The cast and crew of the show, which is filmed in Greenock, were told yesterday that there would not be an 11th season. A further 20 episodes are still to be screened with half in the autumn and the remainder next year. However, the broadcaster has begun to develop a new drama for the 8pm slot.
It is the third time this year the BBC has canned shows filmed in Scotland, with the Review Show and Newsnight Scotland both shelved in recent weeks.
BBC1 Controller Charlotte Moore announced the news yesterday morning on the broadcaster's official Twitter account.
She said: "We are incredibly proud of Waterloo Road, and would like to thank Shed Productions and all the cast and teams involved. We still have 20 episodes to look forward to and we'll be sending the show out on a high.
"On BBC1 it's important to make room for new drama and we are committed to commissioning new drama series for 8pm. There are some really exciting ideas currently in development but nothing to confirm yet."
Waterloo Road has starred a number of prominent Scots actors including Laurie Brett as current headteacher Christine Mulgrew. Taggart-star Alex Norton also featured in a handful of episodes along with compatriots Alec Newman, Caitlin Gillespie and James Young.
With an average viewing audience of around three million, the drama is arguably one of the BBC's most popular programmes at the moment.
However, since the production relocated from Rochdale to Greenock three years ago, viewing numbers have dropped considerably. Donalda MacKinnon, head of programmes at BBC Scotland, said: "It's always sad when any long-running show comes to an end and I know the Waterloo Road team will miss Greenock — as will fans of the show. Our firm aim now, however, is to use that to continue growing the TV and the wider creative sector here in Scotland, utilising the increased skill base arising from Waterloo Road to build up future home-grown culturally representative output."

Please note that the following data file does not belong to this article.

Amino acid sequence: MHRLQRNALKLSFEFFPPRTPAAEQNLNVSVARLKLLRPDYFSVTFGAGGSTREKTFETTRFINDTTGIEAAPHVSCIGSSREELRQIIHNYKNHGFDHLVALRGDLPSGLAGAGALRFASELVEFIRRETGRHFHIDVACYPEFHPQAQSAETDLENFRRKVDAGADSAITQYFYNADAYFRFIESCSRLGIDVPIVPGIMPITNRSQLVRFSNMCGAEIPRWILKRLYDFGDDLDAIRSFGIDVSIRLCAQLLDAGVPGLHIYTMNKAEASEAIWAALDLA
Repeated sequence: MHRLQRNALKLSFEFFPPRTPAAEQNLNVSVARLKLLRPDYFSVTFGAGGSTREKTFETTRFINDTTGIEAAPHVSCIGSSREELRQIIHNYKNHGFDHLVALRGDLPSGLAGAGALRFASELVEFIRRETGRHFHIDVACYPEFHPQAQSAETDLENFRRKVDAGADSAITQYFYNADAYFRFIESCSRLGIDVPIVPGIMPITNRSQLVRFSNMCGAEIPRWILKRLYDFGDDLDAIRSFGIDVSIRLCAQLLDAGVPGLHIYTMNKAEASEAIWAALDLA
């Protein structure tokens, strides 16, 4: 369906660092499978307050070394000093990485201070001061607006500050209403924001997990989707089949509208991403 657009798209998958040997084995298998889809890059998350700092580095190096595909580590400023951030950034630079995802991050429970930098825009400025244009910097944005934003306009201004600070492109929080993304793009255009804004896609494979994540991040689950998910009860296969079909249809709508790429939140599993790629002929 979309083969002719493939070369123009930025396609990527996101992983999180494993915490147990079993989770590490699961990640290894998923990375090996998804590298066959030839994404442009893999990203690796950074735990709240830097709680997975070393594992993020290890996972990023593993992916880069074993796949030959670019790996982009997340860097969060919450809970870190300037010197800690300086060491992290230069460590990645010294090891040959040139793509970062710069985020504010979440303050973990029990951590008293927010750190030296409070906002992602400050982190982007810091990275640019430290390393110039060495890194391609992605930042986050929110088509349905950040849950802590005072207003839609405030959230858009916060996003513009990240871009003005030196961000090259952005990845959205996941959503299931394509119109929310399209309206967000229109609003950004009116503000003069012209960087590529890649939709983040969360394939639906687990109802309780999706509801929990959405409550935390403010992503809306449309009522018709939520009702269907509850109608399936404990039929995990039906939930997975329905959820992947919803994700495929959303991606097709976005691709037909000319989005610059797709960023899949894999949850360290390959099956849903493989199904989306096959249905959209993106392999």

Greenock has been a popular filming location in recent years, following on from the success of notable Scottish movies such as Dear Frankie and Sweet Sixteen.
While the news of Waterloo Road's demise has been greeted with "bitter disappointment", Inverclyde MSP Duncan McNeil is hoping other productions choose to make use of the town's experience.
"Waterloo Road brought many benefits to the area," he said. "I know local people felt a connection with the show and felt involved in its production.
"It also promoted the area very successfully and showed Inverclyde in a complimentary light — something we are keen to continue. We were delighted to have had the opportunity to host the show and it has helped us to develop our considerable experience in hosting filming companies.
"We hope that the BBC and others keep that in mind when developing new shows in the near future."